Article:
Singapore schools have been permitted to resume their use of Zoom to facilitate home-based learning, lifting an earlier ban that was put in place following security breaches involving the video conferencing tool. Teachers will be able to resume use with added controls in place and some features turned off.
The Ministry of Education on Monday said it had put in place enhanced security protocols, including centrally managing default security settings on Zoom and consolidating security settings to a single button so these could be more easily activated.
All schools began home-based learning last week after stricter measures were enforced in the city-state as part of efforts to contain the COVID-19 outbreak. The use of Zoom to carry out lessons, however, was suspended days later after two reported incidents of Zoom-bombing during which, in one such breach, male strangers hijacked a lesson to broadcast obscene images and asked female students to expose themselves.
The incidents prompted the education ministry to ban schools from using the video conference platform whilst it looked into the breaches. The ministry’s divisional director of educational technology, Aaron Loh, told local media then that teachers had been instructed on the security protocols when using video conferencing tools, such as using secure logins and sharing meeting URLs only with students.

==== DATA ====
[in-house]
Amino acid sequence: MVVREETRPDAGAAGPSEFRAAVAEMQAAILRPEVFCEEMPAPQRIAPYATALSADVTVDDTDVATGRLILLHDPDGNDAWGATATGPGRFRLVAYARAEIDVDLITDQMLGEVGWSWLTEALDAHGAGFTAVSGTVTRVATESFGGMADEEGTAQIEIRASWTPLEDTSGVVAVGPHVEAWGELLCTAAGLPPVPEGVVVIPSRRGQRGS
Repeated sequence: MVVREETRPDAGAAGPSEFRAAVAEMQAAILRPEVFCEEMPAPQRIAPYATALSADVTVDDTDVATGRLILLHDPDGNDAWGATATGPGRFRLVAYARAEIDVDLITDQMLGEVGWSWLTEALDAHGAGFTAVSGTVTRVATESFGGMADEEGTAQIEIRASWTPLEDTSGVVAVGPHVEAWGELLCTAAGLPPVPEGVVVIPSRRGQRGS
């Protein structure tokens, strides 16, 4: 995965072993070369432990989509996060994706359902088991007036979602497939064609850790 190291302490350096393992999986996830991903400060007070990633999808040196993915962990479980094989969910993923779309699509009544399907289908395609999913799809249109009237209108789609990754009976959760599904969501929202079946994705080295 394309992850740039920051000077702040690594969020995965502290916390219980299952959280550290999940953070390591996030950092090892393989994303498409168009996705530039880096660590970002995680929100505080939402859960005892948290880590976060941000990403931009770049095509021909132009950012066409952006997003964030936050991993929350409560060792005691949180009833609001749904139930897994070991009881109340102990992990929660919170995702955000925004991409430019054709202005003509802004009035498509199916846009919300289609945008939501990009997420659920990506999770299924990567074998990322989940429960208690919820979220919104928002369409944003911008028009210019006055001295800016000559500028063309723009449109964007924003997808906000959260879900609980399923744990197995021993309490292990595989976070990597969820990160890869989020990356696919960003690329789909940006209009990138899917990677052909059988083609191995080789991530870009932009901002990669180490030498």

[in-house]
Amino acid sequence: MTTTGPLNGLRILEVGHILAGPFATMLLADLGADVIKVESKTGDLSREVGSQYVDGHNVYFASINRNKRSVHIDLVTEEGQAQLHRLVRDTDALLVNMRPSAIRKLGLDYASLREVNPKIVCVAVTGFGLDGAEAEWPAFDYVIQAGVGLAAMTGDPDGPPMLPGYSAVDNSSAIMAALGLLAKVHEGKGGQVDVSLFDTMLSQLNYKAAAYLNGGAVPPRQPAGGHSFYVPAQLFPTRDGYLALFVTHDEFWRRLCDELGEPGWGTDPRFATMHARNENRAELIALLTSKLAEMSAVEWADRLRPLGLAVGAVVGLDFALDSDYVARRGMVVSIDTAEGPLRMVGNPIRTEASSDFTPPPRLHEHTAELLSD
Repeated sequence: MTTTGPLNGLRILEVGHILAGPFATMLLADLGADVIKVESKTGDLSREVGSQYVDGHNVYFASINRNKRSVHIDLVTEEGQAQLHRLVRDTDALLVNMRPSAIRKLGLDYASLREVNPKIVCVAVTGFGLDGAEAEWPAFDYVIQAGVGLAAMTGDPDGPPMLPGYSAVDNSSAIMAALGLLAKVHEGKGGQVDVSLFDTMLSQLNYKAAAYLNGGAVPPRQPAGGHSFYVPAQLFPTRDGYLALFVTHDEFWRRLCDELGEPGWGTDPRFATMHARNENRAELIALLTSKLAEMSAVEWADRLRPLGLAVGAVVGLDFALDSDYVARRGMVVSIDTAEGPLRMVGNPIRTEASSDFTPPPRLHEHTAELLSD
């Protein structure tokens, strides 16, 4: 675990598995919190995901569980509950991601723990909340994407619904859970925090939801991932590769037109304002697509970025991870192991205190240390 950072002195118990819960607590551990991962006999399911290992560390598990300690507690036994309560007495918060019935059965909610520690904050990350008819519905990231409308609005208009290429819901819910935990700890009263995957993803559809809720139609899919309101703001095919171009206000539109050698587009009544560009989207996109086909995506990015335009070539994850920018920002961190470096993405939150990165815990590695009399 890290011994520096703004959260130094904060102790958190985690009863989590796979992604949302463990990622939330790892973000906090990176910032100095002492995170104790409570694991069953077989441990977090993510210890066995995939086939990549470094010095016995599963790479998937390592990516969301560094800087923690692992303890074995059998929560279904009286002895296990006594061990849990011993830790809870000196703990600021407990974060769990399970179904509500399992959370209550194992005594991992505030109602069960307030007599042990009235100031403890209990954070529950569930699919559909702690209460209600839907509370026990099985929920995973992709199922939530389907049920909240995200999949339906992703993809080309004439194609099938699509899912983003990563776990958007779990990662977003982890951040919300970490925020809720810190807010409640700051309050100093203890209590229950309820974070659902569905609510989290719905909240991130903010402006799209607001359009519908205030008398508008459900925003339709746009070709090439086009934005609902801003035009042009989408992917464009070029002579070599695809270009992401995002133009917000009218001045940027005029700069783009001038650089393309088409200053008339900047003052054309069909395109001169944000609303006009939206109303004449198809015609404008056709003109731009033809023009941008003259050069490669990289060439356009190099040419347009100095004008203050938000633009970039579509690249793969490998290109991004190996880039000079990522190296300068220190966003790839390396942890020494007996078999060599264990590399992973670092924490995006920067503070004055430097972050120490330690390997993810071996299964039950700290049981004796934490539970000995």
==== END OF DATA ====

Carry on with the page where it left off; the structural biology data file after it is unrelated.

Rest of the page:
Added security measures now had been put in place to allow teachers to “progressively” resume their use of Zoom to conduct their home-based lessons. Apart from consolidating security settings on the video conferencing tool into a single security button, teachers also would be restricted to certain features and would not be able to access others, such as screen annotation, screen-sharing, and whiteboard.
In addition, teachers would have to sign off and acknowledge they were aware of the security protocols and would adhere to the enhanced security settings, before they would be permitted to carry out live lessons on Zoom.
The education ministry also would be centrally managing teachers’ default security settings on the platform.
It added that features would be re-activated in future as security concerns were resolved and users were more familiar with the added security measures.
Taiwan’s government agencies last week also were told not to use Zoom over security and privacy concerns, following other organisations that also had banned the use of the platform including SpaceX, schools in New York City, and Google.
On its part, Zoom acknowledged it had fallen short and halted development work on new features until security and privacy issues were resolved.